Graduates delay major life events due to debt and many avoid university to escape it

15 August 2007
University graduates are showing an increasing trend of deferring from some of life’s major events, such as buying a house and starting a family, because of the huge student debt that hangs over them, and some young people are put off going to university altogether in order to escape mountains of debt.

According to figures from uSwitch, 27% of recent graduates have delayed starting a family by an average of six years; a quarter are putting off marriage for an average of six years because of their debts; more than half have had any intentions of buying a house also thwarted by an average of six years.

One in four are even living at home with their parents as a result of financial restrictions caused by student debt and a house price increase of 203% over the last decade.

This situation has led to one in ten graduates considering bankruptcy as a solution to their multitudinous debts – an accumulation of student loans, overdrafts, and credit cards – or else face an average “debt sentence of 11 years”, says uSwitch.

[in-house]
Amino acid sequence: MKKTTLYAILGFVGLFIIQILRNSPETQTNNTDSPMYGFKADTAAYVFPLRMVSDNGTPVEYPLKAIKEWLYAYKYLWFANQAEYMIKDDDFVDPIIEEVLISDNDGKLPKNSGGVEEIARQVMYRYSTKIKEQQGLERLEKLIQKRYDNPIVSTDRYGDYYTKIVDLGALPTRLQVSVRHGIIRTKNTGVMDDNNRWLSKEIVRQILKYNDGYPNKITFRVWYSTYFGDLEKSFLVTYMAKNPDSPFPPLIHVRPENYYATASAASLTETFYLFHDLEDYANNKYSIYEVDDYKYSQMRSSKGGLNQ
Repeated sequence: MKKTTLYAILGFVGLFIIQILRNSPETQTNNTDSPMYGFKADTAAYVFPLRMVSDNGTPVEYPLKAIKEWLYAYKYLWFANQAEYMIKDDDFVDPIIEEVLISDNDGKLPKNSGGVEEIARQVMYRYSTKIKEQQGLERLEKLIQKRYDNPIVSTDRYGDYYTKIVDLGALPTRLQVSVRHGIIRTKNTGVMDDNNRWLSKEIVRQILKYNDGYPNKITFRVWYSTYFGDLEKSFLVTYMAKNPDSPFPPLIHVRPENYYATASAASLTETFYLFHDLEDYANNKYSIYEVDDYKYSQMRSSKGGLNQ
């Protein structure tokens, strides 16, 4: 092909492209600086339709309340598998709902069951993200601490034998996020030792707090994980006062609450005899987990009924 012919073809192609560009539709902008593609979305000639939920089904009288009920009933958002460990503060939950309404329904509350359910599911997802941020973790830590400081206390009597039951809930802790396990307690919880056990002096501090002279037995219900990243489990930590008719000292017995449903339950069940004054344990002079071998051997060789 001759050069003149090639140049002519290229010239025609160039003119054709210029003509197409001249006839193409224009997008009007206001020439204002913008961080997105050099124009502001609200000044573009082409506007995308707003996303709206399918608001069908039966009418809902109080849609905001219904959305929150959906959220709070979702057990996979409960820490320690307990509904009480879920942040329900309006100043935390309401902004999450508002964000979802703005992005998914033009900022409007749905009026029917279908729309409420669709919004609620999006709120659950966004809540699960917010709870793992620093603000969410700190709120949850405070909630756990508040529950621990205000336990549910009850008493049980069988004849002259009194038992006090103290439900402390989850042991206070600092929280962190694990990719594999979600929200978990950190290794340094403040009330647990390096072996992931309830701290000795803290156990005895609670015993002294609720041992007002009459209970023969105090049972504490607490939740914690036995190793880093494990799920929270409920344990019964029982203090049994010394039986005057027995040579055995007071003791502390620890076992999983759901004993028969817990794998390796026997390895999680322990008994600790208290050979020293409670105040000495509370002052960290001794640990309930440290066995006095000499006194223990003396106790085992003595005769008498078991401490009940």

Lloyds TSB Student Banking has reported that current new students are likely to have a debt of up to £20,000 by the time they graduate. Catherine McGrath from Lloyds said: “Students face higher levels of debt than ever before and with the added pressures of escalating house prices and increased competition for graduate jobs, it’s essential that they find ways to keep their student debt to a minimum.

“Good budgeting skills can really help students to start off on the right foot while they get to grips with managing their own money. A smart approach is to plan ahead and seek guidance now on how to manage your finances to avoid getting into trouble later on.”

One of the options potential students are considering in order to avoid the consequential debt is to not attend university at all. Indeed, Alliance and Leicester has revealed that 54% of 16-21 year olds already in work say they prefer earning money rather than the prospect of an impoverished university experience that leaves them debt-ridden and unable to progress as quickly with other aspects of their lives.

In order to avoid worsening their debt further, recommends that students compare the various financial products on offer to them. Kevin Mountford, head of current accounts at, said: “It’s vital that students see past the opening offers and look at which account will best suit their financial needs. A few free cinema tickets might be nice to have but they won’t help buy books or see you through to the end of term when the student loan has run out.

“Many students depend on their overdraft, so it’s best to look for an account that will offer an interest-free overdraft or at least one with a competitive long term offer to try and avoid incurring costly unauthorised overdraft charges.”

Learn more about student money and student debt management